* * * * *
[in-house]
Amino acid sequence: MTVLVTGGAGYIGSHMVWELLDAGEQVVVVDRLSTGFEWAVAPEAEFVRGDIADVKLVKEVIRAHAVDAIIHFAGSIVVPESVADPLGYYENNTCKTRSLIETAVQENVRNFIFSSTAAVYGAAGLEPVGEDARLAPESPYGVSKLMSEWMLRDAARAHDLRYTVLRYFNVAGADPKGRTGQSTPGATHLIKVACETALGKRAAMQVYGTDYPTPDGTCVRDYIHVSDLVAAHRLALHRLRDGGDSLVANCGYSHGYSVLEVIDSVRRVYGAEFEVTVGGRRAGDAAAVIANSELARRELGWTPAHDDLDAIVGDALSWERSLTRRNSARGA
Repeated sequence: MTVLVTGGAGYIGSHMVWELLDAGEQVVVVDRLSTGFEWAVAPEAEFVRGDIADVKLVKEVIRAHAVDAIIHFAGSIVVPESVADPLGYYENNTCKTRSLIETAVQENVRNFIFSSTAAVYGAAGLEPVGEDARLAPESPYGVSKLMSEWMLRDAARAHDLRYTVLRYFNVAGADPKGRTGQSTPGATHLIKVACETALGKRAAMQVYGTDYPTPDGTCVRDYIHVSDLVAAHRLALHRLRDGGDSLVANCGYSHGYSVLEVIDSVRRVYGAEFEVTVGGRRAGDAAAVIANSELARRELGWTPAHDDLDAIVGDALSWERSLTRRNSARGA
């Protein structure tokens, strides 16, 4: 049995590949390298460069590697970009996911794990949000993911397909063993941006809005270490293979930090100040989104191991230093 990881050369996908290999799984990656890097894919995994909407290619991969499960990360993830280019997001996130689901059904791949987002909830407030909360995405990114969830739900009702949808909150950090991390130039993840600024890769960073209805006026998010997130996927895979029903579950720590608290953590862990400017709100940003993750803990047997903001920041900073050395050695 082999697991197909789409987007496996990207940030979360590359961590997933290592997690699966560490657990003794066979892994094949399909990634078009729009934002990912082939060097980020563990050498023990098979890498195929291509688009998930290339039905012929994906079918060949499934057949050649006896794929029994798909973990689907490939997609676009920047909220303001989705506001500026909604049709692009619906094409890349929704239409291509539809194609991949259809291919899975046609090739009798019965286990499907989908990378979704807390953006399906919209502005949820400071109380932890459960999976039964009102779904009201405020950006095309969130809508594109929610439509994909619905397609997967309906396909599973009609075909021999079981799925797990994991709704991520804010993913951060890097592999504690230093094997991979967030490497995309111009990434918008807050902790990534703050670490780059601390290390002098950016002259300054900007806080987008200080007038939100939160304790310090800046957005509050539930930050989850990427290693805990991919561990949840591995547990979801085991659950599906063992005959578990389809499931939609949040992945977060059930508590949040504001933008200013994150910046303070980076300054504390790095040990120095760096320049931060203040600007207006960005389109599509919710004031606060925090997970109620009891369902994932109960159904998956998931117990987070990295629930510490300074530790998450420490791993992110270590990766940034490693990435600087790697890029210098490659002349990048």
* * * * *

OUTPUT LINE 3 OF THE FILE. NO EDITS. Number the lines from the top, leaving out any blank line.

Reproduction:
Repeated sequence: MTVLVTGGAGYIGSHMVWELLDAGEQVVVVDRLSTGFEWAVAPEAEFVRGDIADVKLVKEVIRAHAVDAIIHFAGSIVVPESVADPLGYYENNTCKTRSLIETAVQENVRNFIFSSTAAVYGAAGLEPVGEDARLAPESPYGVSKLMSEWMLRDAARAHDLRYTVLRYFNVAGADPKGRTGQSTPGATHLIKVACETALGKRAAMQVYGTDYPTPDGTCVRDYIHVSDLVAAHRLALHRLRDGGDSLVANCGYSHGYSVLEVIDSVRRVYGAEFEVTVGGRRAGDAAAVIANSELARRELGWTPAHDDLDAIVGDALSWERSLTRRNSARGA